In January and February FERC heard from interested parties. The pipeline owners love the idea of being able to collect the cost of repairs from customers. What utility wouldn’t? The environmental groups want leaks reduced, but fret that the utilities will favor expensive capital fixes over low-cost operational solutions. The shippers are not happy at all. They doubt the investments will be cost-effective and fear pipelines will spend money with abandon.
There’s no obvious solution. The principal-agent problem persists with or without FERC’s proposed policy. A pipeline’s interests don’t align with its shippers’.
What I find most jarring, however, is the lack of good empirical leak data. Regulators are developing policy in a data vacuum.
Turns out that the EPA depends on a 1996 study that is based on a very small number of leak measurements. Using the study, the EPA calculates “per mile” emissions factors for cast iron pipes, unprotected steel pipes, plastic pipes, etc. Then the EPA estimates total US emissions by multiplying the factors by the miles of each pipe type in service across the country. This recent report from the EPA’s Office of Inspector General provides a critique of the EPA’s emissions factors.
The 1996 study may have been the best available in the past, but times have changed.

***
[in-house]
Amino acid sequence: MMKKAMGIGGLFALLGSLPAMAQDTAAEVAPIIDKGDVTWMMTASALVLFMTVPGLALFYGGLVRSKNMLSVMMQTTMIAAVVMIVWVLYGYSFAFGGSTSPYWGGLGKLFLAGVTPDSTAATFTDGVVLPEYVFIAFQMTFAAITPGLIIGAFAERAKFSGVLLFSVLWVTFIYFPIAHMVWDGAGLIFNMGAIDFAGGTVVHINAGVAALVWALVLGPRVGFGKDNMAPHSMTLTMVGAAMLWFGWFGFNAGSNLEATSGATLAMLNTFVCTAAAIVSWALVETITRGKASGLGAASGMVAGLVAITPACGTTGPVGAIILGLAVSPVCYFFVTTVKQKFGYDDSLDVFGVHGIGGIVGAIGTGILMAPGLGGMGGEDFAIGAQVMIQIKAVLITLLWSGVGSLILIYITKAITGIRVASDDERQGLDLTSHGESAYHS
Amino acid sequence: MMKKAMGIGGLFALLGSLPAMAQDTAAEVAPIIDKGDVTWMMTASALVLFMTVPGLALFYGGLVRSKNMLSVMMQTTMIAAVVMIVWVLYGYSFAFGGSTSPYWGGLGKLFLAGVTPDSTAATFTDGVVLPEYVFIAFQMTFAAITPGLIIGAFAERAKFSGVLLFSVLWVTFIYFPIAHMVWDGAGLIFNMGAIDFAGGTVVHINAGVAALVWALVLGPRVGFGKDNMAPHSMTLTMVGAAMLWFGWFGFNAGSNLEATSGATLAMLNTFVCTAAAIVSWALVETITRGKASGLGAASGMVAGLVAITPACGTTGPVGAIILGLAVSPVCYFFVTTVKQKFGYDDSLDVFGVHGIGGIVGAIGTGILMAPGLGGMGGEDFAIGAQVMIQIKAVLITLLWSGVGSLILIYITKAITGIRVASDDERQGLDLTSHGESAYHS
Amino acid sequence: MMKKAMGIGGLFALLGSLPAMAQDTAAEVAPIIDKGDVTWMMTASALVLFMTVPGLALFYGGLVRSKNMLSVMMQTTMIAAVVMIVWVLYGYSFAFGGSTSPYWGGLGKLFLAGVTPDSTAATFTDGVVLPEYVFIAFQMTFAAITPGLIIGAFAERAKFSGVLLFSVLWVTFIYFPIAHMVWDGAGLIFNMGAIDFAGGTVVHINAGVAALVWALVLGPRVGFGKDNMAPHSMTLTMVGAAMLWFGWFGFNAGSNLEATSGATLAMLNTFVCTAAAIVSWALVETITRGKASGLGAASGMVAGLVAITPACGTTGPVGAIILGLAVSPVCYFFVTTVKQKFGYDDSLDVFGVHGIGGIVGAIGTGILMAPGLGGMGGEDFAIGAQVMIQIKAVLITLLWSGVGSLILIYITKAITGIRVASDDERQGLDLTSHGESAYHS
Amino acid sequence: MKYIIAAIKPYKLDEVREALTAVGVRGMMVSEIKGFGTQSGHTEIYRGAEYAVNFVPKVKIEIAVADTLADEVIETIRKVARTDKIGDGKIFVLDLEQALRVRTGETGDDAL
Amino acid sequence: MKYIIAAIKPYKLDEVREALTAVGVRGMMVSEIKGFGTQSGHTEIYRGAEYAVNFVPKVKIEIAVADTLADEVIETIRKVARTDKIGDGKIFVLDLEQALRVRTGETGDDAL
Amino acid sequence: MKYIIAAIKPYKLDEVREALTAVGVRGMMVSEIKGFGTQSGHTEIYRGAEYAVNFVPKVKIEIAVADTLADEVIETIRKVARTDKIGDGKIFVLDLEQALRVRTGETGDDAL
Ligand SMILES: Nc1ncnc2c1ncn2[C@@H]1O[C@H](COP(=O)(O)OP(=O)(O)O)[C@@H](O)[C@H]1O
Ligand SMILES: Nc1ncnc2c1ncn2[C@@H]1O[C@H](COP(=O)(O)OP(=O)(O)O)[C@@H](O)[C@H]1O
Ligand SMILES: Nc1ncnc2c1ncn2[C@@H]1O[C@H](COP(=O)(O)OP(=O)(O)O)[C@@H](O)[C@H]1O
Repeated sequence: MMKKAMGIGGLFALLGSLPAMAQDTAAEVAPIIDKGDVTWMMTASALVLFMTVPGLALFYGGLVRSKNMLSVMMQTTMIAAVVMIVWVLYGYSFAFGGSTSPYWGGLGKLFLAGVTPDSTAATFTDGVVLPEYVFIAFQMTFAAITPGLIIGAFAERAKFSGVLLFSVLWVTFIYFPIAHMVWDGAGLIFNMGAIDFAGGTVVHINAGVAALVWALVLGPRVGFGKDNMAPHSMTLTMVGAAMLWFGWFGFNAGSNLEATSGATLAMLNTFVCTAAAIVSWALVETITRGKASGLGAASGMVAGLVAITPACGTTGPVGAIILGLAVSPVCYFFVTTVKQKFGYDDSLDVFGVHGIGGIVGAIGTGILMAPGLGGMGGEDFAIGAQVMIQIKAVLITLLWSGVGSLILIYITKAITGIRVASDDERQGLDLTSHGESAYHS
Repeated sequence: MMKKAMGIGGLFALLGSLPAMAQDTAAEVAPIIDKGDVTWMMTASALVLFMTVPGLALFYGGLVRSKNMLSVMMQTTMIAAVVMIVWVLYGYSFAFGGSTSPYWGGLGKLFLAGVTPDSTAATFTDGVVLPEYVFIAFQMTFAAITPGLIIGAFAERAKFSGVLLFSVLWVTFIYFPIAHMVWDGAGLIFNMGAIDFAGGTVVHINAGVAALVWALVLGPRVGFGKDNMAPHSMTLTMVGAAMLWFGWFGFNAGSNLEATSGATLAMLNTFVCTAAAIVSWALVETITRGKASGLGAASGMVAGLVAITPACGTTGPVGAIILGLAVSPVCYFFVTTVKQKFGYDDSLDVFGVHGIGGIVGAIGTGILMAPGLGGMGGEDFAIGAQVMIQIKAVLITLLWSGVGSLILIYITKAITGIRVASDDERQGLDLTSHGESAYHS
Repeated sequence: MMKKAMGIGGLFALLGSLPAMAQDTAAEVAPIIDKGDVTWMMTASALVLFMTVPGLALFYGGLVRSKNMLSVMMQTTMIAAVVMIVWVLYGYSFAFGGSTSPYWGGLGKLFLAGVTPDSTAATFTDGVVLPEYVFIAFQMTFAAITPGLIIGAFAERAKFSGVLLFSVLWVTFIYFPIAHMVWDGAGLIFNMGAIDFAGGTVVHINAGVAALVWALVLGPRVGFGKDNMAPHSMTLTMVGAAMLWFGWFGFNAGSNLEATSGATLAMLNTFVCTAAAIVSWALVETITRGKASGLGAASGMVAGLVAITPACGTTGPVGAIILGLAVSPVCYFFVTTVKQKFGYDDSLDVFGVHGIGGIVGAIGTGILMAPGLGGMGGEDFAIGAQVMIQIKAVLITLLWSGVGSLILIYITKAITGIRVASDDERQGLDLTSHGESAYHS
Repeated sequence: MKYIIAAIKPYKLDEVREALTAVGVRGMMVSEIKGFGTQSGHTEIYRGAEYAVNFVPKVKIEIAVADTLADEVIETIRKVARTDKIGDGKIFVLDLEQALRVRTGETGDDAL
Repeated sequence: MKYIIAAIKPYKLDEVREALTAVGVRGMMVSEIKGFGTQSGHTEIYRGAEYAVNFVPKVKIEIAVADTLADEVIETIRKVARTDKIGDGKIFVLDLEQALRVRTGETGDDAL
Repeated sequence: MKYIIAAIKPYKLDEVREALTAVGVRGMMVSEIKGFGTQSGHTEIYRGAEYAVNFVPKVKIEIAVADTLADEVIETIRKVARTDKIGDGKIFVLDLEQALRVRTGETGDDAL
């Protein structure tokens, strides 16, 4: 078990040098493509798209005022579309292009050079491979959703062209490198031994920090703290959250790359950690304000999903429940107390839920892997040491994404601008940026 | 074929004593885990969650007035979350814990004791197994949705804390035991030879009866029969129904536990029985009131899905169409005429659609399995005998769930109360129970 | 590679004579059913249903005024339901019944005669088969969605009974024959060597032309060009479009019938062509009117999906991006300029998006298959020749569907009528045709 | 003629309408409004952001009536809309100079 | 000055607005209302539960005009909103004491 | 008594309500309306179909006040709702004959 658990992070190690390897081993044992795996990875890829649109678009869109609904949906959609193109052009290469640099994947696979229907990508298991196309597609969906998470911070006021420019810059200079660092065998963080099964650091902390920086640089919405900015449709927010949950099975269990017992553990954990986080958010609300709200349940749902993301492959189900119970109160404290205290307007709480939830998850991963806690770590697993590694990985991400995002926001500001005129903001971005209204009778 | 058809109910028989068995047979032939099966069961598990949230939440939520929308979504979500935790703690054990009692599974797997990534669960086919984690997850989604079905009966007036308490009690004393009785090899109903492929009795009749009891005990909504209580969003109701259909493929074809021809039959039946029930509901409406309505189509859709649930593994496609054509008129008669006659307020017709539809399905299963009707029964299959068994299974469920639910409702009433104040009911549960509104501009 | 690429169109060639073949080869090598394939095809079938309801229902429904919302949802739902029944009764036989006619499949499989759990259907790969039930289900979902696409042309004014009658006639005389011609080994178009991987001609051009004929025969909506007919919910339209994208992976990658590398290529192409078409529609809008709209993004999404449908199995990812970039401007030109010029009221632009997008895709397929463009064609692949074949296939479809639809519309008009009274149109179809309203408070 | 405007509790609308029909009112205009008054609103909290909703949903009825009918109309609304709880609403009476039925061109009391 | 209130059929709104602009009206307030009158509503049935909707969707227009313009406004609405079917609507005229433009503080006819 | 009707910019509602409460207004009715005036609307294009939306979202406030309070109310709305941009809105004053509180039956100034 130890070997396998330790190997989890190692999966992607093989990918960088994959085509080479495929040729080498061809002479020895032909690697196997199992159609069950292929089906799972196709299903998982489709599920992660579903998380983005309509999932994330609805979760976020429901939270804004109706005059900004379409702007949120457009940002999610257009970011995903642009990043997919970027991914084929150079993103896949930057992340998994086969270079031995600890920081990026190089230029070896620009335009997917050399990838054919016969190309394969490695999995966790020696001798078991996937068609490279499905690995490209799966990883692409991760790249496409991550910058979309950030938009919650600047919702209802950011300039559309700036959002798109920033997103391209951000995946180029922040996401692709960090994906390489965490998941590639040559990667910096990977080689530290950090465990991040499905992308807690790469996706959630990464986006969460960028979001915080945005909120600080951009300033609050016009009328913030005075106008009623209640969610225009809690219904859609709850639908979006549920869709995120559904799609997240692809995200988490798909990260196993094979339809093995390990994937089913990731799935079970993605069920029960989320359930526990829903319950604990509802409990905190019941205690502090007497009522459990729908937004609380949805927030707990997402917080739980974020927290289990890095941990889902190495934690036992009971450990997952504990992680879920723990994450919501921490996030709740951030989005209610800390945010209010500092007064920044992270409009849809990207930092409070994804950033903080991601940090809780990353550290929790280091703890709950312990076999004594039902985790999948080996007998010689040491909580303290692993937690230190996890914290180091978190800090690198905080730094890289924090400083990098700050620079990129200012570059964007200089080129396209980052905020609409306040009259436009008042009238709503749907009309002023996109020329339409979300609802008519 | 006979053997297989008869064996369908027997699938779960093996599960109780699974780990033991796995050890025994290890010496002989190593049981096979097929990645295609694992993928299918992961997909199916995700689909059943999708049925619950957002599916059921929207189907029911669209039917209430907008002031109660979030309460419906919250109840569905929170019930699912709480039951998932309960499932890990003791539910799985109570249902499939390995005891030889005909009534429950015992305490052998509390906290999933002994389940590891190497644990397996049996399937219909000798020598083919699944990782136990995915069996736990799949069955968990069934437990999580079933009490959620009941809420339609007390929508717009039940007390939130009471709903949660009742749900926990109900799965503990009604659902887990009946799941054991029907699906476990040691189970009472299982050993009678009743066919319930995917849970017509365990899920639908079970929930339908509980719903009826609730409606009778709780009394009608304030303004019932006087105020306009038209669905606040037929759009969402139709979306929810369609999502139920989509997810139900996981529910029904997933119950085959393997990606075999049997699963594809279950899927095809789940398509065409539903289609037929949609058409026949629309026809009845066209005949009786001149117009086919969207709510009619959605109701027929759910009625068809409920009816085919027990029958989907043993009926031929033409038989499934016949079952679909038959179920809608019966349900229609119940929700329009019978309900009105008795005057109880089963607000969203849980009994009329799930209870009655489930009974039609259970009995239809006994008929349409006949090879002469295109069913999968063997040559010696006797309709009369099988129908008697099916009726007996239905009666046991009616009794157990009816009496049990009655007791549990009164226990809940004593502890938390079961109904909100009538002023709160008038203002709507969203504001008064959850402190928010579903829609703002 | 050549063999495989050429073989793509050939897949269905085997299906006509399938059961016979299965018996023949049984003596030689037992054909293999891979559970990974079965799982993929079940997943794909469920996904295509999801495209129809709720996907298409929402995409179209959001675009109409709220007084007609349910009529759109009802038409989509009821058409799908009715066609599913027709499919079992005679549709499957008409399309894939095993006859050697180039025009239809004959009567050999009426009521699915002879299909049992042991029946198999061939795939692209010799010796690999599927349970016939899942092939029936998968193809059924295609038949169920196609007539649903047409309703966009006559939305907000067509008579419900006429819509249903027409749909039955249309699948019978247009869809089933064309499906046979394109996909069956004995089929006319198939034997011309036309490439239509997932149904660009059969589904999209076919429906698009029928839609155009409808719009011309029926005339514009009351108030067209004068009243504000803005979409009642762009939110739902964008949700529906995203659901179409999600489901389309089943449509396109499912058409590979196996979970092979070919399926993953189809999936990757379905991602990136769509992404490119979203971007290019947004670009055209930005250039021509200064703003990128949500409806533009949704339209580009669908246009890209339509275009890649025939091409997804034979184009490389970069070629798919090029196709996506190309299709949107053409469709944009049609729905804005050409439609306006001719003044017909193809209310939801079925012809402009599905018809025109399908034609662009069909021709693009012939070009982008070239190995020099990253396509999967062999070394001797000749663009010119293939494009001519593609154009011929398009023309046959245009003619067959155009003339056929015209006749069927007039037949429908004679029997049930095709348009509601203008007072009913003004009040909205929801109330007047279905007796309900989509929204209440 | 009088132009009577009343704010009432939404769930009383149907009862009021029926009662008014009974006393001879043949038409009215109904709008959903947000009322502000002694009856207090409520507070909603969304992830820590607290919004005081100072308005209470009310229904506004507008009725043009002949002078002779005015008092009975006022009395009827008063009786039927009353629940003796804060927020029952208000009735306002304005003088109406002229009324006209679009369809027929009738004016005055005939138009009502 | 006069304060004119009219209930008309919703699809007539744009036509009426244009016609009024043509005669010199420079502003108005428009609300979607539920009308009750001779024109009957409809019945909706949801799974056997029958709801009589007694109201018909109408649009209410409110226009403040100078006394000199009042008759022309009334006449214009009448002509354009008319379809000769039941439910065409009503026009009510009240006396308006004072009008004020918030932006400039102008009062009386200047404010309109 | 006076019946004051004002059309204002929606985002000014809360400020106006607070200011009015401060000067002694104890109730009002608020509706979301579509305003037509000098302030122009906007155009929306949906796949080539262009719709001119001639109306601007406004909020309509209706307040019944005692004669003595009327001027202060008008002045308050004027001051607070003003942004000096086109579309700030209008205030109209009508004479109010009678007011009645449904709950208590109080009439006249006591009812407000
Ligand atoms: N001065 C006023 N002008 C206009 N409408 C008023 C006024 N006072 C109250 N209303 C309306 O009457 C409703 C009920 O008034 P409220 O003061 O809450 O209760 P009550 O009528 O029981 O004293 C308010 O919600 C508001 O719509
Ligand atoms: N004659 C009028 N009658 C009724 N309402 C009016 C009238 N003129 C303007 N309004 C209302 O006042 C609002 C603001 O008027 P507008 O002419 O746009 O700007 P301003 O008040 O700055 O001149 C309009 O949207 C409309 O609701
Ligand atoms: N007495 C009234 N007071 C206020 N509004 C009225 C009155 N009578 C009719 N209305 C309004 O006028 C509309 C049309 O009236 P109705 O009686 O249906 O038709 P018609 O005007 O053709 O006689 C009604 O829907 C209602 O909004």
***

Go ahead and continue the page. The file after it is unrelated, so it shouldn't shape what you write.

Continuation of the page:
The rapidly falling cost of communicating sensors and cloud computing is enabling real-time measurement that was cost prohibitive in the past. This trend is called the “Internet of Things” or Industry 4.0, in the industrial context. Now it’s feasible to monitor natural gas pipelines and compressors at many locations on a real-time basis.
The value of lost gas is substantial. The DOE estimates that each year 110 Bcf per is lost from transmission infrastructure alone. That equates to over $300 million per year at current natural gas futures prices. Applying a social cost of carbon of $37 per metric ton of carbon dioxide, the cost exceeds $2 billion. Investments in sensors are easy to justify with so much value at stake.
The Environmental Defense Fund and Google have launched an initiative that demonstrates one new approach to leak monitoring. In city after city they are conducting drive-by leak surveys using car-mounted measurement devices. Street View meets leak detection. In the sample maps below, each circle signifies a leak, with darker colors representing bigger leaks. The incidence of leaks varies significantly between and within cities.
Here at the Energy Institute we will soon be initiating a new project that will take advantage of new monitoring technologies in the industrial sector, to find energy saving opportunities.
Better leak detection could enable entirely new policy options. The EPA could even pursue market-based approaches that charge utilities directly for the social cost of the leaked methane.
It’s time for natural gas utilities and their regulators to join the sensor revolution. Improving measurement of natural gas leaks is a great place for federal and state regulators to start.